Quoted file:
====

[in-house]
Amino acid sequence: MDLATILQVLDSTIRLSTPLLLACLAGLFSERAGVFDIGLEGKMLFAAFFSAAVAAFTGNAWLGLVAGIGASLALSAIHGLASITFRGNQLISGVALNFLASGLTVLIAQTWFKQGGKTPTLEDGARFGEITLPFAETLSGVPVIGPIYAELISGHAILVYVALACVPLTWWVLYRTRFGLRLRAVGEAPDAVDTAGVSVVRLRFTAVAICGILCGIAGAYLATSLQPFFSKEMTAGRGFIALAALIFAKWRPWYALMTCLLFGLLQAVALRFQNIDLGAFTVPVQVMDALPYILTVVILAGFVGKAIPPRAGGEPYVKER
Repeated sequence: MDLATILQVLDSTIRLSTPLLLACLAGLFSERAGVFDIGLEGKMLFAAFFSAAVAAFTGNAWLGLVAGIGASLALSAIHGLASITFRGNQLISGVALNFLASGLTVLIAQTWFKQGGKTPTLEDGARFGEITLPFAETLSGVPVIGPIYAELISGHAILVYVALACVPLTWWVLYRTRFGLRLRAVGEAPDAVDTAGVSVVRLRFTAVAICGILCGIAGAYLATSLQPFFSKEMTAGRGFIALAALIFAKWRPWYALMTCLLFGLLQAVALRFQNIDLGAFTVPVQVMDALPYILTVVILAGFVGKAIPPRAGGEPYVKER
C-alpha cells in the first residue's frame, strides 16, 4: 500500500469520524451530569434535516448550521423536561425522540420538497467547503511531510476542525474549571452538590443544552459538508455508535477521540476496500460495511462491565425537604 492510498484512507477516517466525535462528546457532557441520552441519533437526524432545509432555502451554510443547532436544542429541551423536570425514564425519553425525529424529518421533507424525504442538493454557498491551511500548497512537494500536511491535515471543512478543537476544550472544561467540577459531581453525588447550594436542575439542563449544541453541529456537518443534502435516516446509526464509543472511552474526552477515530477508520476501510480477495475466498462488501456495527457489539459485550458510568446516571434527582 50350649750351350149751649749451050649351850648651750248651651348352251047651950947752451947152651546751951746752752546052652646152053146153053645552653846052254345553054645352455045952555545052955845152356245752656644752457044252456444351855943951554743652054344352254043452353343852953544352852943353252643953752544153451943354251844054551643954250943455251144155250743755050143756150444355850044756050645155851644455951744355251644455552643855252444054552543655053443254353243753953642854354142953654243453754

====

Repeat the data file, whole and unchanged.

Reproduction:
[in-house]
Amino acid sequence: MDLATILQVLDSTIRLSTPLLLACLAGLFSERAGVFDIGLEGKMLFAAFFSAAVAAFTGNAWLGLVAGIGASLALSAIHGLASITFRGNQLISGVALNFLASGLTVLIAQTWFKQGGKTPTLEDGARFGEITLPFAETLSGVPVIGPIYAELISGHAILVYVALACVPLTWWVLYRTRFGLRLRAVGEAPDAVDTAGVSVVRLRFTAVAICGILCGIAGAYLATSLQPFFSKEMTAGRGFIALAALIFAKWRPWYALMTCLLFGLLQAVALRFQNIDLGAFTVPVQVMDALPYILTVVILAGFVGKAIPPRAGGEPYVKER
Repeated sequence: MDLATILQVLDSTIRLSTPLLLACLAGLFSERAGVFDIGLEGKMLFAAFFSAAVAAFTGNAWLGLVAGIGASLALSAIHGLASITFRGNQLISGVALNFLASGLTVLIAQTWFKQGGKTPTLEDGARFGEITLPFAETLSGVPVIGPIYAELISGHAILVYVALACVPLTWWVLYRTRFGLRLRAVGEAPDAVDTAGVSVVRLRFTAVAICGILCGIAGAYLATSLQPFFSKEMTAGRGFIALAALIFAKWRPWYALMTCLLFGLLQAVALRFQNIDLGAFTVPVQVMDALPYILTVVILAGFVGKAIPPRAGGEPYVKER
C-alpha cells in the first residue's frame, strides 16, 4: 500500500469520524451530569434535516448550521423536561425522540420538497467547503511531510476542525474549571452538590443544552459538508455508535477521540476496500460495511462491565425537604 492510498484512507477516517466525535462528546457532557441520552441519533437526524432545509432555502451554510443547532436544542429541551423536570425514564425519553425525529424529518421533507424525504442538493454557498491551511500548497512537494500536511491535515471543512478543537476544550472544561467540577459531581453525588447550594436542575439542563449544541453541529456537518443534502435516516446509526464509543472511552474526552477515530477508520476501510480477495475466498462488501456495527457489539459485550458510568446516571434527582 50350649750351350149751649749451050649351850648651750248651651348352251047651950947752451947152651546751951746752752546052652646152053146153053645552653846052254345553054645352455045952555545052955845152356245752656644752457044252456444351855943951554743652054344352254043452353343852953544352852943353252643953752544153451943354251844054551643954250943455251144155250743755050143756150444355850044756050645155851644455951744355251644455552643855252444054552543655053443254353243753953642854354142953654243453754